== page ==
Exploratory factor analysis (EFA) was carried out, but did not yield understandable or logical results. Thus, SPSS version 7.0 was used to conduct CFA of the PVS dimensions. Maximum likelihood estimation was used to analyse the goodness of fit for the four-factor model. As the rate of missing data was less than 1.0%, the missing numbers were replaced by the average subscore. The goodness of fit for the four-factor model and the results of Group 1 were as follows: χ2 = 3738.853; degrees of freedom (df) = 734; p < 0.001; χ2/df = 5.094; goodness-of-fit index (GFI) = 0.874; adjusted GFI (AGFI) = 0.859; comparative fit index = 0.828; Tucker-Lewis index = 0.817; root mean square error of approximation = 0.053; and root mean square residual = 0.030. Some GFIs did not fulfil the measurement criteria; after the model was modified with methods related to the residuals, the GFIs and other indices fulfilled the measurement criteria.

A score of ≥ 2 points in each category of the interview questionnaire on peer victimisation (i.e. indicating serious or severe bullying) was used as the reference criteria for evaluating peer victimisation and for graphing the ROC curve of the score for each PVS dimension. The area under the ROC curve, and the sensitivity and specificity of each threshold were calculated (Table III). The maximum Youden index (sensitivity + specificity – 1) was used as the reference cut-off point. The reference cut-off points for the four dimensions were as follows: 12 points for physical victimisation; 15 points for verbal victimisation; 13 points for relational victimisation; and 10 points for interference and control.

Table III

Sensitivity and specificity of the corresponding cut-off points for each peer victimisation scale (PVS) dimension (n = 420).

Based on the aforementioned cut-off points, analysis was conducted to assess the prevalence of peer victimisation within Group 1 (n = 1,469). The number of students who experienced the different categories of peer victimisation was as follows: 86 (5.9%) suffered from physical bullying, 91 (6.2%) suffered from verbal bullying, 98 (6.7%) suffered from relational bullying, and 91 (6.2%) suffered from interference and control. A total of 203 (13.8%) students were the victims of at least one category of bullying. The prevalence of male students in all categories of peer victimisation was higher than that of female students (p < 0.05) in elementary school; no gender differences in the prevalence of peer victimisation was found among the students in middle school. Among the male students, the frequencies of physical victimisation, relational victimisation, and interference and control were higher among those in elementary school than among those in middle school (p < 0.05). Among the female students, there were no significant differences in the frequencies of the four peer victimisation categories between those in elementary school and those in middle school (Table IV).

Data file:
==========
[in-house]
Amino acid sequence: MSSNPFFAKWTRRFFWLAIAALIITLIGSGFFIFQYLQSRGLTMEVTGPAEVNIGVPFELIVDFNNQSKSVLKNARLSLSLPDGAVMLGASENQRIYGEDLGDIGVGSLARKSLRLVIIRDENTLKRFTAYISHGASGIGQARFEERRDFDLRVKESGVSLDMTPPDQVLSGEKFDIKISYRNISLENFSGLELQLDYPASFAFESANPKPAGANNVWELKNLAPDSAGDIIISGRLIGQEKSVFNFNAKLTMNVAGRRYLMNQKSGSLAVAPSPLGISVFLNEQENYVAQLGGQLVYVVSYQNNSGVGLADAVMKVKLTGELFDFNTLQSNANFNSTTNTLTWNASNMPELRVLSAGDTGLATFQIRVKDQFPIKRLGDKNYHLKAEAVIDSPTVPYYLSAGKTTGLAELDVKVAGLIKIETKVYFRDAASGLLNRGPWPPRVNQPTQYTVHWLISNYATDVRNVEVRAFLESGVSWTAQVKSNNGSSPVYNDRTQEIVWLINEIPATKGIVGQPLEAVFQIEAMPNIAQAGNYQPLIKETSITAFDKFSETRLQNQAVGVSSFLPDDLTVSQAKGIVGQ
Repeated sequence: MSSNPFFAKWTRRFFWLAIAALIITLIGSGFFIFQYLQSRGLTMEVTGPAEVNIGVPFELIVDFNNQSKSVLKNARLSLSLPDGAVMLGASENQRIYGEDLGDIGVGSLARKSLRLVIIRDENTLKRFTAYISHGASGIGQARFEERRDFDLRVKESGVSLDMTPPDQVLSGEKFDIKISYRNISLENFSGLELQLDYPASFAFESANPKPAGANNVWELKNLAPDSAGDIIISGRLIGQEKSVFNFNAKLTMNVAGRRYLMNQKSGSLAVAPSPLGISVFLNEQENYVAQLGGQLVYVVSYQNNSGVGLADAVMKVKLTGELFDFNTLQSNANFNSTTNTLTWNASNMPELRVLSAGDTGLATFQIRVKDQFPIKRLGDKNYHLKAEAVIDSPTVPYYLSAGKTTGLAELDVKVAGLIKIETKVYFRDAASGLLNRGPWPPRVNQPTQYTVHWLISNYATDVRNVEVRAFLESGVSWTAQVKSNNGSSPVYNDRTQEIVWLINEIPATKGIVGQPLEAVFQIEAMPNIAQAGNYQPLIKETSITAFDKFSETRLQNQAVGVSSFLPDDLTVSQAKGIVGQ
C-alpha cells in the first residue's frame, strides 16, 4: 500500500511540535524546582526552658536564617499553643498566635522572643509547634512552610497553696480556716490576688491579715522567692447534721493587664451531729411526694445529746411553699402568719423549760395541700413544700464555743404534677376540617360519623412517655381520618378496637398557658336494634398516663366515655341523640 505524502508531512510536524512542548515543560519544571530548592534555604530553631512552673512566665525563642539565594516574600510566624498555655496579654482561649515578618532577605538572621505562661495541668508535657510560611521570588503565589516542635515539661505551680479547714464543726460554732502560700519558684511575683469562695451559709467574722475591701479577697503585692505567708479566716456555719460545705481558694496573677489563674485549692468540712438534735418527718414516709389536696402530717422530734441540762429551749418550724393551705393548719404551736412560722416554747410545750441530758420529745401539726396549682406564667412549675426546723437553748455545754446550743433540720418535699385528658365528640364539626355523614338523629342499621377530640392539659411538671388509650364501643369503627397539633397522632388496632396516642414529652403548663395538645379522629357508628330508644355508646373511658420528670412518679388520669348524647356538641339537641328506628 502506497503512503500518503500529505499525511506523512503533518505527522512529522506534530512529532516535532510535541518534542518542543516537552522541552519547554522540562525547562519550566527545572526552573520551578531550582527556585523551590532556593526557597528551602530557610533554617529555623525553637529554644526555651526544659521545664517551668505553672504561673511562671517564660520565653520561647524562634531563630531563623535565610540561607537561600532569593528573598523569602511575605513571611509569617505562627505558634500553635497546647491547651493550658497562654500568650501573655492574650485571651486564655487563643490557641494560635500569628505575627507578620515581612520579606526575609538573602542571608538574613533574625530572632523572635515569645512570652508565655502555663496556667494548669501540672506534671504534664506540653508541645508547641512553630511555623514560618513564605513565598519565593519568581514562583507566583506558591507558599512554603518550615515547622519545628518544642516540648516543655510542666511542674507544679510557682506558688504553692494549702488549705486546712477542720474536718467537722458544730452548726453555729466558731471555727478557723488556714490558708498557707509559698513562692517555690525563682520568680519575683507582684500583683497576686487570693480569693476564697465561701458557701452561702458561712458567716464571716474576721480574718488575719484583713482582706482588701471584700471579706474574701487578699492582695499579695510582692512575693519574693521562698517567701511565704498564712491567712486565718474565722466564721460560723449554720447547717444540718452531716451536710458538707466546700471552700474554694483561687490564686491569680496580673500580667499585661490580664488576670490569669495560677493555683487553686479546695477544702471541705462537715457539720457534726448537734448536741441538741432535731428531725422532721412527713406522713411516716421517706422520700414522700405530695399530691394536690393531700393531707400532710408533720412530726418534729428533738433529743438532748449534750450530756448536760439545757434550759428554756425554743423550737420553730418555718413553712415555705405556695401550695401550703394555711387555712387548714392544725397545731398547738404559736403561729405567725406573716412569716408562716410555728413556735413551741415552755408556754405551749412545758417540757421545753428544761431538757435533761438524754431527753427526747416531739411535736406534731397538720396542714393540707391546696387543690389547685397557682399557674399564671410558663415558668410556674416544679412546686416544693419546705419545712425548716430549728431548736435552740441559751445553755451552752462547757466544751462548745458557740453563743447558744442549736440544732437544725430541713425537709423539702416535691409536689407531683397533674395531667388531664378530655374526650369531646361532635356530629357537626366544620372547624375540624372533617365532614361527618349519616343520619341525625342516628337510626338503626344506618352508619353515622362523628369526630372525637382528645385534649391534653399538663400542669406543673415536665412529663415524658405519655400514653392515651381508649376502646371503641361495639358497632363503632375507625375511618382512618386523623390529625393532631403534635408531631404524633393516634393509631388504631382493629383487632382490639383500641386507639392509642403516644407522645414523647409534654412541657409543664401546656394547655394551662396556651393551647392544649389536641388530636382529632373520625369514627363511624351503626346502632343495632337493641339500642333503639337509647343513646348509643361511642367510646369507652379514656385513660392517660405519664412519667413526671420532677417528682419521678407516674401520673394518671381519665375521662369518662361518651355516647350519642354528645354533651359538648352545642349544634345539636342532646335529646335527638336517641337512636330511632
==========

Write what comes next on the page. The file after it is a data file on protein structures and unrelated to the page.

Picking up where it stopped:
Table IV

Comparison of the prevalence of peer victimisation, according to age group and gender.


In contrast with other peer victimisation instruments that focused on the frequency of bullying and did not take into account the impact of bullying on the victim, the PVS we developed included 'harmful consequences' as a criterion for identifying and measuring peer victimisation. The inclusion of key concepts from traditional definitions of bullying (including 'harmful intent', 'imbalance of power' and 'repeated behaviour')(1) allows the PVS results to be directly compared with the results of previous studies that utilise other peer victimisation instruments; furthermore, the inclusion of 'harmful consequences' may enhance the predictive validity of the PVS. We observed poor-to-moderate correlation between PVS scores and the scores obtained using the CDI and SCARED questionnaires for childhood depression and anxiety, respectively. In CFA, the GFI and AGFI were both close to 0.9, indicating that the PVS is an acceptable model.(19) Thus, the PVS may be suitable for use in longitudinal studies that seek to examine long-term psychosocial function impairments among victims of childhood bullying.